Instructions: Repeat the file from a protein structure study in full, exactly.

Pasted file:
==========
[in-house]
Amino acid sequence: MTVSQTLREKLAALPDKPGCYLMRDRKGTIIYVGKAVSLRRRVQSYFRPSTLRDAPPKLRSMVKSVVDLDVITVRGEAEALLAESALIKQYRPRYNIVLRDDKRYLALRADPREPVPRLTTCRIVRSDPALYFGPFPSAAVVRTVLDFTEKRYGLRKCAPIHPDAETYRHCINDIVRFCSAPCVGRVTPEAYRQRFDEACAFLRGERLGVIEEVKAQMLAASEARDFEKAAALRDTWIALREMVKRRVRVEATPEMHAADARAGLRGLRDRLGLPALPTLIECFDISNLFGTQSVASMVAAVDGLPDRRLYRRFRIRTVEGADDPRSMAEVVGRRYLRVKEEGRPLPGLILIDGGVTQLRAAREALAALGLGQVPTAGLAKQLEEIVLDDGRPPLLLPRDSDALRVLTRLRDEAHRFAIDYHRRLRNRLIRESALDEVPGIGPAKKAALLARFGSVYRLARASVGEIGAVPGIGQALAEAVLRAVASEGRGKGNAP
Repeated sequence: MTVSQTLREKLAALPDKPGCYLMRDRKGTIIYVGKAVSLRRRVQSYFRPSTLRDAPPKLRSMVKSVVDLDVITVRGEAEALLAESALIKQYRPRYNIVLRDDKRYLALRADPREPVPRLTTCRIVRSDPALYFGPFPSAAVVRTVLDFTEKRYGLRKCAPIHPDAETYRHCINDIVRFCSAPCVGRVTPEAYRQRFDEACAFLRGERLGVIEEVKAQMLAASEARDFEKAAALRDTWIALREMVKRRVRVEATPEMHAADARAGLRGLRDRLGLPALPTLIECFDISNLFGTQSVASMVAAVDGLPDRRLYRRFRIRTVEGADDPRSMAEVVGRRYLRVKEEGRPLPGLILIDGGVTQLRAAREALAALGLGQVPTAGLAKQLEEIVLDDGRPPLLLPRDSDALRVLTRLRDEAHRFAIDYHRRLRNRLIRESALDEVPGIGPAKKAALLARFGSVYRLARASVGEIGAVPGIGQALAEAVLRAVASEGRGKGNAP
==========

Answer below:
[in-house]
Amino acid sequence: MTVSQTLREKLAALPDKPGCYLMRDRKGTIIYVGKAVSLRRRVQSYFRPSTLRDAPPKLRSMVKSVVDLDVITVRGEAEALLAESALIKQYRPRYNIVLRDDKRYLALRADPREPVPRLTTCRIVRSDPALYFGPFPSAAVVRTVLDFTEKRYGLRKCAPIHPDAETYRHCINDIVRFCSAPCVGRVTPEAYRQRFDEACAFLRGERLGVIEEVKAQMLAASEARDFEKAAALRDTWIALREMVKRRVRVEATPEMHAADARAGLRGLRDRLGLPALPTLIECFDISNLFGTQSVASMVAAVDGLPDRRLYRRFRIRTVEGADDPRSMAEVVGRRYLRVKEEGRPLPGLILIDGGVTQLRAAREALAALGLGQVPTAGLAKQLEEIVLDDGRPPLLLPRDSDALRVLTRLRDEAHRFAIDYHRRLRNRLIRESALDEVPGIGPAKKAALLARFGSVYRLARASVGEIGAVPGIGQALAEAVLRAVASEGRGKGNAP
Repeated sequence: MTVSQTLREKLAALPDKPGCYLMRDRKGTIIYVGKAVSLRRRVQSYFRPSTLRDAPPKLRSMVKSVVDLDVITVRGEAEALLAESALIKQYRPRYNIVLRDDKRYLALRADPREPVPRLTTCRIVRSDPALYFGPFPSAAVVRTVLDFTEKRYGLRKCAPIHPDAETYRHCINDIVRFCSAPCVGRVTPEAYRQRFDEACAFLRGERLGVIEEVKAQMLAASEARDFEKAAALRDTWIALREMVKRRVRVEATPEMHAADARAGLRGLRDRLGLPALPTLIECFDISNLFGTQSVASMVAAVDGLPDRRLYRRFRIRTVEGADDPRSMAEVVGRRYLRVKEEGRPLPGLILIDGGVTQLRAAREALAALGLGQVPTAGLAKQLEEIVLDDGRPPLLLPRDSDALRVLTRLRDEAHRFAIDYHRRLRNRLIRESALDEVPGIGPAKKAALLARFGSVYRLARASVGEIGAVPGIGQALAEAVLRAVASEGRGKGNAP